He blinked at her in amazement. He had never regarded her as anything
but a soft, fluffy, kitteny thing, and a possible ornament to his gloomy
house. He looked aghast upon a fury; her gray eyes, dark with passion,
her lips straight drawn and unbecoming. That is the impression he
carried away with him--her mouth was unbecoming in anger.

"My dear----" he began.

"You must have an evil mind to think such things," she flamed. "I hate
you!"

He stood as a man petrified until she had disappeared through the porch
of Dr. Shaw's study. Then he pulled up his collar, and stalked haughtily
through the schoolhouse gate.

"Very unbecoming," he spluttered to himself. "Very unladylike ... very
unnecessary...."

Vera Shaw saw him depart from the window of her bedroom, and made faces
at him which were unbecoming and certainly unladylike. Then she sat on
the edge of her bed and wept bitterly. Which was unnecessary.

Dr. Shaw came into lunch ten minutes earlier than she had expected, and
brought Sellinger with him, to the girl's intense annoyance.

"I've asked Sellinger to stay to lunch, Vera," he said. "Will you tell
Mrs. Burdon to put another place at the table? We have a meeting of the
Extension Committee this afternoon, and I cannot send Mr. Sellinger all
the way back."

A more sensitive man than Sellinger might have been hurt by the apology
for his invitation; but Sellinger was not that kind of man. He smiled
graciously upon the girl, and in that smile conveyed a tacit agreement
that what had happened that morning should be overlooked and forgotten.

Fortunately for Vera, there was little need for her to speak, for the
conversation centered about the afternoon committee meeting. She was
alert for any comment which might be remotely disparaging to Barry
Tearle; but Mr. Sellinger, with unexampled wisdom, was careful to keep
off the subject, and when Tearle's name came into the conversation it
was Dr. Shaw who was responsible.

"There was rather an unpleasant little incident this morning in town,"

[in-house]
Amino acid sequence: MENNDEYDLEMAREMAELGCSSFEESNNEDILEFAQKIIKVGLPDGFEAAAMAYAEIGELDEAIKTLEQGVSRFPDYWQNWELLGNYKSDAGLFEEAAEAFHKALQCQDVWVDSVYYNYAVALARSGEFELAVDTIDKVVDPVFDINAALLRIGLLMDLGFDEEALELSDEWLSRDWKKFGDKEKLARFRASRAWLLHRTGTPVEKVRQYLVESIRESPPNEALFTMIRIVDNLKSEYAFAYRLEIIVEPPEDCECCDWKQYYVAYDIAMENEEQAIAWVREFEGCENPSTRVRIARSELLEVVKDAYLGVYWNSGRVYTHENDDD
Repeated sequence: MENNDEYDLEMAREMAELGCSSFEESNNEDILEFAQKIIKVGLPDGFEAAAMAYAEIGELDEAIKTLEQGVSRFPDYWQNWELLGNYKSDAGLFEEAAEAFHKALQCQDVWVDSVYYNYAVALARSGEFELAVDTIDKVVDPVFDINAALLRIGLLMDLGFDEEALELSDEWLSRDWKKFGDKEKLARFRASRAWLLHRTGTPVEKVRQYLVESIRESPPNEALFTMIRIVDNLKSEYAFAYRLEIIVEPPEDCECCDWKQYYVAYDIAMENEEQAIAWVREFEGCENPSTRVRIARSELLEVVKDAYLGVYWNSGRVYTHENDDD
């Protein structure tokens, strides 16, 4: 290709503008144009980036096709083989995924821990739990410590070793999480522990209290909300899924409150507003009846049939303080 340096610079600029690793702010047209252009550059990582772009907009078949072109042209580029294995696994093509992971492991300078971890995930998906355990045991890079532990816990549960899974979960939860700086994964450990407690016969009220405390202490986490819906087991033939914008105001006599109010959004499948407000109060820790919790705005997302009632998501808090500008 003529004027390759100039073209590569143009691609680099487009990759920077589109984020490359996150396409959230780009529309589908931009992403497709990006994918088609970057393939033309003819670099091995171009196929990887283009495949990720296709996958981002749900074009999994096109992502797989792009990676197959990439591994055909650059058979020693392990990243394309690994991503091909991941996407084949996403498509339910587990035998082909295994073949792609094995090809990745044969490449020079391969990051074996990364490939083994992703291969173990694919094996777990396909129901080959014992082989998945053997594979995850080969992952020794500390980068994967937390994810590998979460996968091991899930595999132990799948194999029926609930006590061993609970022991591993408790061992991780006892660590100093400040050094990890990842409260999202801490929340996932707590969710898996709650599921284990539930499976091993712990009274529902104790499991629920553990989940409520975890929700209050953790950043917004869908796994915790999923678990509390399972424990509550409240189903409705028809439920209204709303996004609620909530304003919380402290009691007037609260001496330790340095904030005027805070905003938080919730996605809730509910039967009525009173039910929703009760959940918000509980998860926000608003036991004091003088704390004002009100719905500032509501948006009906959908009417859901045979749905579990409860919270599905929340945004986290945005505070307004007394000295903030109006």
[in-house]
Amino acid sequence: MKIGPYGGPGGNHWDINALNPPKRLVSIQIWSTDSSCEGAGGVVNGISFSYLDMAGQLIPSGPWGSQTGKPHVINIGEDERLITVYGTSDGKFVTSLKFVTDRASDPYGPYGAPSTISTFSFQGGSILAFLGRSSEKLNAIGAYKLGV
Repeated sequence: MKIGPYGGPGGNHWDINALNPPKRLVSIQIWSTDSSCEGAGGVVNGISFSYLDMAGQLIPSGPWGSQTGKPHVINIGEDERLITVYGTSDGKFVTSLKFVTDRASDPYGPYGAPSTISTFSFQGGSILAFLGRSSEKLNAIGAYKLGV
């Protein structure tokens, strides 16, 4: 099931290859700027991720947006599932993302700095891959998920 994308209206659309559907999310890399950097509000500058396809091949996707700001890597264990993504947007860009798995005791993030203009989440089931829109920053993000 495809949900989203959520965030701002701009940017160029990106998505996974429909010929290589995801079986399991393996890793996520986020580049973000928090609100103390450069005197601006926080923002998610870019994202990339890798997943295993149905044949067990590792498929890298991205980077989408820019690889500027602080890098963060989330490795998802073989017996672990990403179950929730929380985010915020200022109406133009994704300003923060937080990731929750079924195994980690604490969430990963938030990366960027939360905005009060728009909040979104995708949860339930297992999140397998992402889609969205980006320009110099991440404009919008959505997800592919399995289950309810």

he said--and when those of Rindle School referred to "town," they meant
all that part of Rindle which was not school. "I don't know what started
it, but I'm quite sure the boy was not in the wrong."

"Is one of the boys in trouble, Father?" asked Vera quickly.

"Well, not exactly in trouble. You remember--do you know the man
Crickley--he has a tumbledown shanty on the Jamaica Road?"

She nodded.

"An awful ruffian," she said; "he was at court last year, and he drinks,
doesn't he?"

"I should imagine he had been drinking this morning. He was going
through the town with his unfortunate wife, and apparently something she
said disagreed with him--at any rate, the brute hit her first with his
stick, and although I don't suppose he hurt her very much, one of the
boys of the fifth--young Tilling, to be exact--who happened to be
passing, interfered...."

"Good for him!" said the girl, her eyes sparkling.

Dr. Shaw smiled.

"It looked like being bad for him," he said. "For the blackguard turned
his attention to the boy, and had him by the scruff of his neck,
according to accounts, when Tearle, who was going over to the higher
mathematical set, came upon the scene. I understand he asked the man
very civilly to release the boy; whereupon he certainly loosed his hold
of the boy, but he struck at Tearle."

The girl opened her mouth in consternation.

"Was he--was he hurt?" she asked.

"No, I don't think he was," the doctor chuckled quietly. "Tearle, you
know"--he turned to Sellinger--"is our games master, and a rattling good
instructor in boxing. I saw the captain of the school, who witnessed the
encounter, and he is most enthusiastic about what followed."

"Did he strike the man? Was there a brawl?" asked Sellinger, ready to be
shocked.

"I don't think there was much of a brawl, but he certainly struck the